Gail Stephens has a Bachelor’s Degree in International Politics from George Washington University in Washington DC, and did graduate work at Johns Hopkins and Harvard Universities. She worked for the Department of Defense for 26 years, retiring in 1994 as a member of the Department’s Senior Executive Service. Upon retirement, she began to study the American Civil War. She lectures regularly on various Civil War topics, including Monocacy, Major General Lew Wallace and the 1864 Maryland campaign, and gives battlefield tours. In 2002, she won the National Park Service’s E.W. Peterkin award for her contributions to public understanding of Civil War history. She has written articles on Lew Wallace and Early’s 1864 invasion of the North for several Civil War publications, including North and South magazine. Her book on Wallace’s Civil War career, Shadow of Shiloh, published by the Indiana Historical Society Press in October 2010, won the Civil War Forum of New York City’s William Henry Seward Award for best Civil War biography of 2011.
How long have you been on the LWSPS board?
I was just elected to the board in December 2012 and I’m happy to be a member.
Tell us something funny or interesting about you.
I loved Ben-Hur when I was a kid. I read the book twice and saw the movie with Charlton Heston no less than four times, but I thought it was totally weird that it was written by a General.
How did your involvement with the Lew Wallace Study begin?
I’ve been a volunteer at Monocacy National Battlefield, the site of Lew Wallace’s greatest military feat, since 1997. One of the rangers and I began to study Lew Wallace about ten years ago, so we came out to Indiana, did some research at the Indiana Historical Study, and then stopped by the Study where we spent a couple of days with Joann Spragg, learning about Wallace and looking at the collections. I loved the Study and the sense it gave me of Wallace as an incredibly creative person — which gave me real insight into the man because I realized that creativity and military success go hand-in-hand.
Why do you think the preservation of the Lew Wallace Study is important?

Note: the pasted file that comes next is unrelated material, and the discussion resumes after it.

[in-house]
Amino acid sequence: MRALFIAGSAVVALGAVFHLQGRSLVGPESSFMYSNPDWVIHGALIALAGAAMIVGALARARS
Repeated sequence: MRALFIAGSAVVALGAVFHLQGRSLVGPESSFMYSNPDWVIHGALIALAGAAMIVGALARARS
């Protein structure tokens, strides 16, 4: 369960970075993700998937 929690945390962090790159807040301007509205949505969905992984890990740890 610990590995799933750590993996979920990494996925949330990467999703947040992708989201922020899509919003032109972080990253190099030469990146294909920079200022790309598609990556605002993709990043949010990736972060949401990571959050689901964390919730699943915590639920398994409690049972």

Because Lew Wallace is a great model for us all. He rose to fame and distinction because of his own hard work and creative abilities. His fame spread throughout the U.S., particularly after the publication of Ben-Hur, but he was justly famous during the Civil War as the man who helped U.S. Grant win his first big victory at Fort Donelson, the man who occupied the great Confederate city of Memphis, and the man who saved the cities of Cincinnati and Washington from Confederate armies. He was also one of the first Union generals to advocate recruiting and arming Negroes for the Union army. If you read U.S. newspapers published during the Civil War, his fame is obvious. Wallace went on to a rich life as an inventor, territorial governor, diplomat and writer. His contributions to this country are numerous, and Indiana saw fit to make him one of their two “immortals” in Statuary Hall at the US Capitol, so his memory should be preserved.
What is your favorite thing about Lew Wallace?
His creativity — especially when he applied it to dealing with the Confederate sympathizers in Maryland during his time as department commander. Those folks, including the women who attempted to smuggle drugs and other supplies south, weren’t going to get away with anything if Lew Wallace could help it!
What is the one thing you would like our bloggers and Facebook followers to know?
Lew Wallace DID NOT GET LOST AT SHILOH and U.S. GRANT DID NOT REMOVE HIM FROM COMMAND! At Shiloh, Wallace was obeying the orders he received from Grant. After Shiloh, Wallace could have remained a division commander in Grant’s army but there was little fighting after the seizure of Corinth, Mississippi, so he left — voluntarily — hoping to find a command elsewhere. I truly hate the old saw that Wallace was lost at Shiloh. It’s one of the reasons I wrote my book, Shadow of Shiloh, and in it, I explain the true situation before and during that great battle.